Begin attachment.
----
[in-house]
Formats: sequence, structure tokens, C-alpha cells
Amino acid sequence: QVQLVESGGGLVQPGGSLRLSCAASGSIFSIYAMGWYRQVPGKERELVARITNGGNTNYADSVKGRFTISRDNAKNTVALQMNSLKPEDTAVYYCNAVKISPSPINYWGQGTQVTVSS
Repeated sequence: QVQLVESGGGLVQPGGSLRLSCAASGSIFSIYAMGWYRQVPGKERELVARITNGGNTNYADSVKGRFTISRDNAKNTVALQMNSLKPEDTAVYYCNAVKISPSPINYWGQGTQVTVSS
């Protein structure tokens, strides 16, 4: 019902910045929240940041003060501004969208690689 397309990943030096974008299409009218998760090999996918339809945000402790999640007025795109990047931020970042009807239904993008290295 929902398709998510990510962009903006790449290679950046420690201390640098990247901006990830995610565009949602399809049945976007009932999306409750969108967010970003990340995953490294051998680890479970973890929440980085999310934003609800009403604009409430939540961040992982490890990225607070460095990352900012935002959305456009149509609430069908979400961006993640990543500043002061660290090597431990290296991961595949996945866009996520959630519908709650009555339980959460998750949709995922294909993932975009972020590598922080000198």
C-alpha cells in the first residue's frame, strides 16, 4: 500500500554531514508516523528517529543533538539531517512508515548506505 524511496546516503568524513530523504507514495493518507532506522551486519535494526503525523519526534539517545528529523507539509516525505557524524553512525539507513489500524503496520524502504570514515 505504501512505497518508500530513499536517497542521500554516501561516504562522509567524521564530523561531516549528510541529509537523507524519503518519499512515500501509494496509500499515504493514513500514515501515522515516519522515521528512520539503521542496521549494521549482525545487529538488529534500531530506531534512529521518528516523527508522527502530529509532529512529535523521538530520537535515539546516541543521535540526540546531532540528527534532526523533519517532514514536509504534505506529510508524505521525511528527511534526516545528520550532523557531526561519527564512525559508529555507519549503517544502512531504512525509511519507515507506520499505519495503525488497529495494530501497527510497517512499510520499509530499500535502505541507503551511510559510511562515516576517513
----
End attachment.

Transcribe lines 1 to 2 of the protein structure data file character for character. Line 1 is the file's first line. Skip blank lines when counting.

[in-house]
Formats: sequence, structure tokens, C-alpha cells